Mike and Peter, about a million kids who would not have paid any attention to science happened to catch a glimpse, however brief, because of Kim Kardashian. I do not care about her, but I do want to attract the 0.5% of those kids whose interest might be piqued by physics and math. They will help us expand and diversify (and man do we need it). One good way to get these kids to go rushing towards engineering or computer science rather than physics is to indicate that their love of pop/celebrity culture is somehow loathsome; you must be lovers of classical music and opera and jazz to succeed in our rarefied world.

  21. Amitabh Lath says:

    Look, let me give you a concrete example. We are just finishing up our application round for our summer physics program for high school students (Quarknet). They discover cosmic rays, measure muon lifetimes, analyze data from neutrino and collider experiments, have informal chats with graduate students, lab visits, it’s a blast. We try desperately to get a broad range of students in terms of gender, background, socioeconomic status, etc. Now some of these students, mostly female, POC, might be Kardashian fans. If we instructors come in with the sort of disdain you exhibit we will lose these students. They will clam up and not engage.

  22. Mike says:

    Amitabh Lath,
    I want more diversity in science, I hope the breakthrough prize gambit works, and if it does I’ll be the first to celebrate.

    I take your point though, it’s probably not productive for me to complain about the methodology on the internet, kids are impressionable and if its effective that’s the most important thing. However, as touchingly naive as it may be, I’d just rather live in a world where the science speaks for itself.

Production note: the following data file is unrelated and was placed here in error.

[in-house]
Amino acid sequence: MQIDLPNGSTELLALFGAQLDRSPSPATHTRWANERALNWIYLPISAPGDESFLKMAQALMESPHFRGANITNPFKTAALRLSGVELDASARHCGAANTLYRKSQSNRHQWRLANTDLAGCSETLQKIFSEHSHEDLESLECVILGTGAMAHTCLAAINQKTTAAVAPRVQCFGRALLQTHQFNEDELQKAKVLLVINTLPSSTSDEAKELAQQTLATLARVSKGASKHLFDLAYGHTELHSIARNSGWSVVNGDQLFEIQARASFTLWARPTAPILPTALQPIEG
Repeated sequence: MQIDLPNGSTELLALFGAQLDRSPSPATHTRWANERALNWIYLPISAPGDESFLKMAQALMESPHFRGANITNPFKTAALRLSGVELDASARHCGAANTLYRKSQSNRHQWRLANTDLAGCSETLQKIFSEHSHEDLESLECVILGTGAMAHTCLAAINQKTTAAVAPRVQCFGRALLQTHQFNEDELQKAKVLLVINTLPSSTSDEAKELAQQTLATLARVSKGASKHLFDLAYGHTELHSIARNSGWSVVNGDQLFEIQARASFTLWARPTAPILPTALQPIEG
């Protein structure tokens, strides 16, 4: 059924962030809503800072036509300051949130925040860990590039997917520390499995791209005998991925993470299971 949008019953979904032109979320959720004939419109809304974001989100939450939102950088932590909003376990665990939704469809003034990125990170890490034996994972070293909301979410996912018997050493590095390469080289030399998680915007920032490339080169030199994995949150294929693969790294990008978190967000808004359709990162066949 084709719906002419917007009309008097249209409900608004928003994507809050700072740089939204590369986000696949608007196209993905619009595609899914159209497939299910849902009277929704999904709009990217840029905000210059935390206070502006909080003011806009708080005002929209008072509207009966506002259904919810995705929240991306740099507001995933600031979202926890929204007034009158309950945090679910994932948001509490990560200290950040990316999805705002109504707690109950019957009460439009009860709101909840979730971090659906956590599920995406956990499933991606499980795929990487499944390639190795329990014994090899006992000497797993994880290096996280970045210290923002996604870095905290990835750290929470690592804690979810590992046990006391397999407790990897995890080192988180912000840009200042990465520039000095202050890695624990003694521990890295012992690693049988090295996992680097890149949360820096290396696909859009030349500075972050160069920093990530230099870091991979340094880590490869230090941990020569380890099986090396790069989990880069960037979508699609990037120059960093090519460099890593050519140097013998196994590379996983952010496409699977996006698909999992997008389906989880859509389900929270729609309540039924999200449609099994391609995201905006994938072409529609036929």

Best of luck with the summer program, sounds epic.

  23. @Peter Shor

    I’m under no illusion that the celebrities pick the winners. But with eg the Nobel or the Abel, it’s not the previous winners that pick the prize, but the independent and long-running academic bodies, which lends the weight to the prize.

    I’d much rather see some really, really good science communicators (of which there are plenty on YouTube) be given decent space at the Breakthrough Prizes along with the Hollywood glitterati, say even equal billing. I tried watching the show live, once, when I happened to be in the US at the time. It was awkward. Actors can act, but they do not usually act as ‘talking science’ that well. Morgan Freeman reading off an autocue about mathematics and physics is much less enjoyable than someone who can speak extemporaneously and enthusiastically on the same topic, at least to me (of course, Freeman’s voice is wonderful to listen to, in any case).